Trial lawyers rally against slew of bills
George Herbert Walker Bush made a political convert out of Manchester lawyer Kevin Dugan, but probably not the kind the former president would have hoped for.
“I was a registered Republican,” Dugan recalled, when he watched Bush debate challenger Bill Clinton, an Arkansas lawyer, former attorney general and governor in 1992. “Bush talked about ‘tassel-loafered trial lawyers’ ruining the medical profession. I don’t wear tasseled loafers, and I don’t know any trial lawyers who do,” said Dugan, who prefers to call his lace-tied, low-cut boots “New Hampshire frugal-fashion shoes.” On Dugan, at least, they are no longer Republican footwear. He is today a registered Democrat.
It wasn’t just the former president’s tasseled trash talk that inspired the move. Dugan is very much a part of the Manchester law firm of Abramson, Brown and Dugan, where the bulk of the work is on behalf of plaintiffs in medical malpractice cases. He has been and remains sensitive to charges that trial lawyers are responsible for the staggering cost of medical malpractice insurance that may be forcing some practitioners out of business. Today, Bush ‘41 is the least of his worries, though he does wonder at times if hostility to trial lawyers is a hereditary trait.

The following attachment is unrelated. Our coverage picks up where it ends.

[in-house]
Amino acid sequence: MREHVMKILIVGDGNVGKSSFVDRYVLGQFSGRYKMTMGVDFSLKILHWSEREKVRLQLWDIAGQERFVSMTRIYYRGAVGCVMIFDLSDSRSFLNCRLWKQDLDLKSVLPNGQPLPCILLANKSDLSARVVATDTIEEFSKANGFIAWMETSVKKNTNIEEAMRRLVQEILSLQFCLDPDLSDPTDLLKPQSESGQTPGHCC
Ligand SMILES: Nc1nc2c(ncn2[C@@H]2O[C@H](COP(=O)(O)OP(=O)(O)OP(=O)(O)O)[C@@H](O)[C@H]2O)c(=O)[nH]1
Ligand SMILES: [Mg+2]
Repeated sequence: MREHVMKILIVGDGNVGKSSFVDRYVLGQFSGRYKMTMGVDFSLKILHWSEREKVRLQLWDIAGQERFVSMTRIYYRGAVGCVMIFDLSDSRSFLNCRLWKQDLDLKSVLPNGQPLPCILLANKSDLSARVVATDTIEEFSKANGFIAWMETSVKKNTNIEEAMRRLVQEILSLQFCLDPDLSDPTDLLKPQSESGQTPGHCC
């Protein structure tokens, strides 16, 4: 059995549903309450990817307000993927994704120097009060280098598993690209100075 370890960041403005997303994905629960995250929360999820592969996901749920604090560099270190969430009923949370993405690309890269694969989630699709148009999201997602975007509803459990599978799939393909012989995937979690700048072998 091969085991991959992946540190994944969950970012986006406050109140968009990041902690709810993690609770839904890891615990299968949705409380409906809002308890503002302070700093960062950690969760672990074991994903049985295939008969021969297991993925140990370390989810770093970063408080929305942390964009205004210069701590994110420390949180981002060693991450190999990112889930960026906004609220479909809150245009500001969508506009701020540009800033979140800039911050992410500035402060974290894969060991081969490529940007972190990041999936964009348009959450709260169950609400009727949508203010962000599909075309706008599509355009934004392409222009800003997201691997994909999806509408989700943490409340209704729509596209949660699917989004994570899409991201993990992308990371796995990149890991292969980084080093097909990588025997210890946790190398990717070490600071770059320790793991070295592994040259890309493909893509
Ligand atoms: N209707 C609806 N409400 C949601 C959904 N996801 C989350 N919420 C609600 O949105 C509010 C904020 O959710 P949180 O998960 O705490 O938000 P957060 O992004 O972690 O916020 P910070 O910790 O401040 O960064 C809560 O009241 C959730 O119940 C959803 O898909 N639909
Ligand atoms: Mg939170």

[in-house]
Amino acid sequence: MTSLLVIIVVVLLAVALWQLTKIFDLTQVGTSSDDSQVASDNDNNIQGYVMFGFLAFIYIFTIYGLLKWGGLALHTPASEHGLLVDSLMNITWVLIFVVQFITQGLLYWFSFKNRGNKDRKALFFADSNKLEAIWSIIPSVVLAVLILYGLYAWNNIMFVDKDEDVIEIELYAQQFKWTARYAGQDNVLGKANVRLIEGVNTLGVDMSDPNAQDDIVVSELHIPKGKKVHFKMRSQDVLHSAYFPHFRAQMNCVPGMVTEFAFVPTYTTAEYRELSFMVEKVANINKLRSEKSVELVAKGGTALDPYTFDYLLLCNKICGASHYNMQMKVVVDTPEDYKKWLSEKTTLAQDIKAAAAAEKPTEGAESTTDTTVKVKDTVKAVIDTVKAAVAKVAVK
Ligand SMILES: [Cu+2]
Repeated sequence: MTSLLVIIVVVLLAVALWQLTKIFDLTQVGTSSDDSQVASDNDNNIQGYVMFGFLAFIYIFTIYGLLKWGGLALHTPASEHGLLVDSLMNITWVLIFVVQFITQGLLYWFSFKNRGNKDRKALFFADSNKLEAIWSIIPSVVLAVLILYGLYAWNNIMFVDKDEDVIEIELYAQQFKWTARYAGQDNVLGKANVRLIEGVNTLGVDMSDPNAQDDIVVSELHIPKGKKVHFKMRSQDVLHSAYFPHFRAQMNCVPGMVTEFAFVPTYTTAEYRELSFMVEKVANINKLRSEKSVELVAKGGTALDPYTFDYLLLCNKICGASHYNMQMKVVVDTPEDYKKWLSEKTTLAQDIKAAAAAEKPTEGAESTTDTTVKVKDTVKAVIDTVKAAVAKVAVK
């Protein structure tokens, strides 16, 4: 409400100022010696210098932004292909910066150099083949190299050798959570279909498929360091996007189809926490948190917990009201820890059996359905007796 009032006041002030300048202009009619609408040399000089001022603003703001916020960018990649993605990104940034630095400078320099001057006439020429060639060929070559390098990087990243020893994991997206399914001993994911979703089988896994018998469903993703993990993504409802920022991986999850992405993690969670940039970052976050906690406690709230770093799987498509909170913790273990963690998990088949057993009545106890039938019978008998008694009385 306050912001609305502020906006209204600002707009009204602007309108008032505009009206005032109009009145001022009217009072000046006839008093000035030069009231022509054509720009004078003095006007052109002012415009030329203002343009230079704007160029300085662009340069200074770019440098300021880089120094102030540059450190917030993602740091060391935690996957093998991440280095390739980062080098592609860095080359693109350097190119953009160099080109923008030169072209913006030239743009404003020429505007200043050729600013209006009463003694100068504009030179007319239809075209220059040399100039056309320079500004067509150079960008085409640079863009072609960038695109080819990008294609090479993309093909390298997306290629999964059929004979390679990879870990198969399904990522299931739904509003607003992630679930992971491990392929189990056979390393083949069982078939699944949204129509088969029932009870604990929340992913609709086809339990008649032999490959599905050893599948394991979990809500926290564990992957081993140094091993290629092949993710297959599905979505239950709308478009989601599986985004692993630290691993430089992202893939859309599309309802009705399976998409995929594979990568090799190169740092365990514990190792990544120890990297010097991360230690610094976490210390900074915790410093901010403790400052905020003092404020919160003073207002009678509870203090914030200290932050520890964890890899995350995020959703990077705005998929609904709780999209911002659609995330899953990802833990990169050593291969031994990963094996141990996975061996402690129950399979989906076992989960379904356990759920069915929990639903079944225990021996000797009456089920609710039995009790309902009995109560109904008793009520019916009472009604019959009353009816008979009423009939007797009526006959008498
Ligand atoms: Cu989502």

“After all these years of Republicans talking about states’ rights,” he observed, “President Bush is proposing a federalizing of tort law.”
There are, however, more immediate problems facing malpractice and other tort lawyers in New Hampshire, and they are closer to home. Bills now pending at the State House include a number of proposals to limit the alleged damage plaintiffs’ lawyers can do and how much they can profit from doing it.
“There’s a bill to put a cap on contingency fees,” said Dugan, referring to a measure whose primary sponsor is Rep. John Gallus, R-Berlin. “Talk about interfering with the right of contract.” He views it, furthermore, as a disturbingly one-sided interference. “No one is proposing putting a cap on the fees the insurance company lawyers collect.”
Dugan also is working to defeat legislation that would require all medical malpractice suits to go through a screening committee before going to court. That also stacks the deck against the plaintiffs, he contended, while making litigation proceedings more expensive for all parties.